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Poor Will's Almanack: January 13 - 19, 2015

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John Winkelman
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Flickr Creative Commons

Now when the nation lies exactly in the middle of its peak snow period and average temperatures are the lowest of the year, then the advance of spring quickens, and the night starts contracting by two to three minutes each day all the way into June. Crows know all about the expanding daylight. Their migration cycle typically starts at the early edge of the night’s retreat. Junco movement begins in mid-January, too, just as the sun comes into Aquarius.

This is also the week skunks, opossums and raccoons become more active, and they appear at night along the backroads. Once you sight these small mammals, then you know for sure late winter is on the way.

Frost seeding typically begins at this time of the year: red clover is broadcast in the fields, and grass seed is scattered over bare spots on the lawn. Gardeners start bedding plants such as geraniums, coleus, carnations, petunias, and snapdragons under lights in flats. Cold-weather broccoli, kale, collards, cabbage and celery have sprouted in the greenhouse for setting out eight to twelve weeks from now.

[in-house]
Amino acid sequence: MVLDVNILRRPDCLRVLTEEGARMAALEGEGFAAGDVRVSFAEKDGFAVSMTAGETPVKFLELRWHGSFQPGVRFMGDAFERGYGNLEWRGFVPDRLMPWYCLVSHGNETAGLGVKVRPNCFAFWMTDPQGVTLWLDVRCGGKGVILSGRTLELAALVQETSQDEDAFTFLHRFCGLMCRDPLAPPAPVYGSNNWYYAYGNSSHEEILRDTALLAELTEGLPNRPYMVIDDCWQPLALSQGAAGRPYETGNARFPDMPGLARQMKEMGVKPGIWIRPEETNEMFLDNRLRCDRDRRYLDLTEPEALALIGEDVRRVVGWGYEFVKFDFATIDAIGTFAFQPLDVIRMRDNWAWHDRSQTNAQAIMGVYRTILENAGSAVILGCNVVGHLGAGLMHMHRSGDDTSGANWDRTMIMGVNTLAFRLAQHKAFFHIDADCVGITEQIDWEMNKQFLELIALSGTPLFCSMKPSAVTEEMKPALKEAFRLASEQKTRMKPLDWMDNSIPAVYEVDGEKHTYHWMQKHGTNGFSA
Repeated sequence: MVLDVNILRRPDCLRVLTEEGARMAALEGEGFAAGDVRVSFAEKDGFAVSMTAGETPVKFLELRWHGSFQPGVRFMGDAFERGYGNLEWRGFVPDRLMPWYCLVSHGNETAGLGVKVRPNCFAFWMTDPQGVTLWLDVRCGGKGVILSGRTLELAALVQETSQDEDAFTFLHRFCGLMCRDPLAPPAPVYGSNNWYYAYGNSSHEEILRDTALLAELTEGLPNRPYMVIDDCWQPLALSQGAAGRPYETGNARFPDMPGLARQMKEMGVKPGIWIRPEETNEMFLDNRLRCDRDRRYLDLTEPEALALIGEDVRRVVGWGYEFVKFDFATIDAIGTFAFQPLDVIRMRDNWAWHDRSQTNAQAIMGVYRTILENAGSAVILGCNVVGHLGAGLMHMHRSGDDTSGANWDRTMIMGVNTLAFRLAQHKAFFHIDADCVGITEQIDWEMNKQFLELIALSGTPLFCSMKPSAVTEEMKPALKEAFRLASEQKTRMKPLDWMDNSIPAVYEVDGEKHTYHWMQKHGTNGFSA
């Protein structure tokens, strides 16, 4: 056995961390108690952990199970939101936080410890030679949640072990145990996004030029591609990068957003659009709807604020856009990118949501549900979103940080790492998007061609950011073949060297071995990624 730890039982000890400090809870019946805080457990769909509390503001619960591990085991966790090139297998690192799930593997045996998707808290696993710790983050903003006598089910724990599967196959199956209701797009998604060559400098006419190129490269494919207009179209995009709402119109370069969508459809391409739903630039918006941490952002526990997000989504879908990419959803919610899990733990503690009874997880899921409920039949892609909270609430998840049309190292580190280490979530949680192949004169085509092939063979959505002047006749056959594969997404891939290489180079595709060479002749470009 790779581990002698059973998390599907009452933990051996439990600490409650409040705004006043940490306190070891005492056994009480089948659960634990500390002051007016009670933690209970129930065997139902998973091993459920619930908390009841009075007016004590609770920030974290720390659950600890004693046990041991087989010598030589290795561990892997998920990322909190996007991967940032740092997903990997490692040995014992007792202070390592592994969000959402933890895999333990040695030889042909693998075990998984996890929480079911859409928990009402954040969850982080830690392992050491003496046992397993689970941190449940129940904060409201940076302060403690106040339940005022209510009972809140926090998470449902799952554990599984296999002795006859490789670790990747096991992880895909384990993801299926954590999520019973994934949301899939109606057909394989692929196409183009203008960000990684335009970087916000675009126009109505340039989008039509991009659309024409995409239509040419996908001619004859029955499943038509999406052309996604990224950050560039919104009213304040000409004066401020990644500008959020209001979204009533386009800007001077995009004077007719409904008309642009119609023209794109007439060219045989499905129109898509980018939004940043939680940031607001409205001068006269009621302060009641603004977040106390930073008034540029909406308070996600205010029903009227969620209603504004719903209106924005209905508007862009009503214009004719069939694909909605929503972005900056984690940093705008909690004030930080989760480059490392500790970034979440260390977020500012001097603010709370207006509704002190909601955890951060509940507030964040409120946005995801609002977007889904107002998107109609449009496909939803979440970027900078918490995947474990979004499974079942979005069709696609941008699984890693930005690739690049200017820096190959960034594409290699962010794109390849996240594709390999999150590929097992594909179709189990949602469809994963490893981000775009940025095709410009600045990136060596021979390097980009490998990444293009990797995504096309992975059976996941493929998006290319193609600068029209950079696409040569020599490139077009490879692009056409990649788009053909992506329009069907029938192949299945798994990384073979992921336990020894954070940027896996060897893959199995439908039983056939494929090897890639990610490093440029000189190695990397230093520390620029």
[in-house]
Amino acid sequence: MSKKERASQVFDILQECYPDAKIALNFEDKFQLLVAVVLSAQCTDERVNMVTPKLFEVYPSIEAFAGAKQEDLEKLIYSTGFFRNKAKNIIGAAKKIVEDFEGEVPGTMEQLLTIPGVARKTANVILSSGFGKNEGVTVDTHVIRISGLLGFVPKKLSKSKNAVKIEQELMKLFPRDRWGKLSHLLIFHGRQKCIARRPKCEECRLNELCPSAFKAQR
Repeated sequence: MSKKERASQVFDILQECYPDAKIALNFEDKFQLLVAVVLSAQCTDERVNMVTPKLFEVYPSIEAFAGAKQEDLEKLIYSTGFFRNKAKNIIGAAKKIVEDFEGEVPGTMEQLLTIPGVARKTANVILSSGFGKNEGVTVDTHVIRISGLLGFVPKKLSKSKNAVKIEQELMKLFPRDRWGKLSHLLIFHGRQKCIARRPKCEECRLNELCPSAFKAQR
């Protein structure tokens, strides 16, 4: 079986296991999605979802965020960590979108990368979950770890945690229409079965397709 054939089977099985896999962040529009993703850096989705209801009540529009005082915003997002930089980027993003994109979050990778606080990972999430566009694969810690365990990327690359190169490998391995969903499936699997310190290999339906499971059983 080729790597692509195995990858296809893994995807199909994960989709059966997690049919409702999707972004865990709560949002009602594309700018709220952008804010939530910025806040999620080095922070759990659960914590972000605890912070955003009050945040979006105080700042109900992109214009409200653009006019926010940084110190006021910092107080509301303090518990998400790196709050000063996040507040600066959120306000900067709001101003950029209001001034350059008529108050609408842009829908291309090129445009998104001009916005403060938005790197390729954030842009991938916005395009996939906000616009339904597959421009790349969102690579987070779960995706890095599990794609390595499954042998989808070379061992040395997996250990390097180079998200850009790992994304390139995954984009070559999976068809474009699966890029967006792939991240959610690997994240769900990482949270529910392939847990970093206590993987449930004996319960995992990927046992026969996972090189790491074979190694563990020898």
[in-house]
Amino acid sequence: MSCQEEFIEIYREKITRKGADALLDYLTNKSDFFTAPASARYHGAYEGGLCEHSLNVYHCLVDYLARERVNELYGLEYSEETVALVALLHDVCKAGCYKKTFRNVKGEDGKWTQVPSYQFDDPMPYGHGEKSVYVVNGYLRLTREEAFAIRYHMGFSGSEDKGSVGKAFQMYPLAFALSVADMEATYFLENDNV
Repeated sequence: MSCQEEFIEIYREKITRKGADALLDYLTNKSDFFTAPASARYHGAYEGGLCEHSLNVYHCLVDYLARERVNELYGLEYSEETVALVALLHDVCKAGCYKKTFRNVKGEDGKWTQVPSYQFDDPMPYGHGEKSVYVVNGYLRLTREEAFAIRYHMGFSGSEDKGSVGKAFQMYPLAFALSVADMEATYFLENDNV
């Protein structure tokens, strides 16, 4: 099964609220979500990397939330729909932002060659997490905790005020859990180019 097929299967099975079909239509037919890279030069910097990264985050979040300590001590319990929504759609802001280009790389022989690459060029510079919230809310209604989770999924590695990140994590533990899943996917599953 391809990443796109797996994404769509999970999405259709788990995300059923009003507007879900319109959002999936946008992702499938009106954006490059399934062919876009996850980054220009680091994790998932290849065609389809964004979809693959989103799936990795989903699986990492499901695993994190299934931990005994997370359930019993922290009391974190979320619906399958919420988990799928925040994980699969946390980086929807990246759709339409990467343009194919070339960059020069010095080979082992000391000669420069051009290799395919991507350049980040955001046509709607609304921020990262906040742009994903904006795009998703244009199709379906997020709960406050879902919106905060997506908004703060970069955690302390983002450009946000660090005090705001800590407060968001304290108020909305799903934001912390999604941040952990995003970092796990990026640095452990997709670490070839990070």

Skunk cabbage is up in the swamps, blackened by the cold but still strong. Watercress holds in the streams. Where the ground is not frozen, new mint grows under the protection of a southern hedge or wall. In the pastures, basal leaves of thistles and mullein are deep green beneath the snow. In town, winter-blooming hellebores and Chinese witch hazels blossom in the warmest microclimates.

This is Bill Felker with Poor Will’s Almanack. I’ll be back again next week with notes for the last week of Deep Winter. In the meantime, listen for cardinals to start singing around a quarter to eight in the morning – the first sign of the arrival of late winter.

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Bill Felker has been writing nature columns and almanacs for regional and national publications since 1984. His Poor Will’s Almanack has appeared as an annual publication since 2003. His organization of weather patterns and phenology (what happens when in nature) offers a unique structure for understanding the repeating rhythms of the year.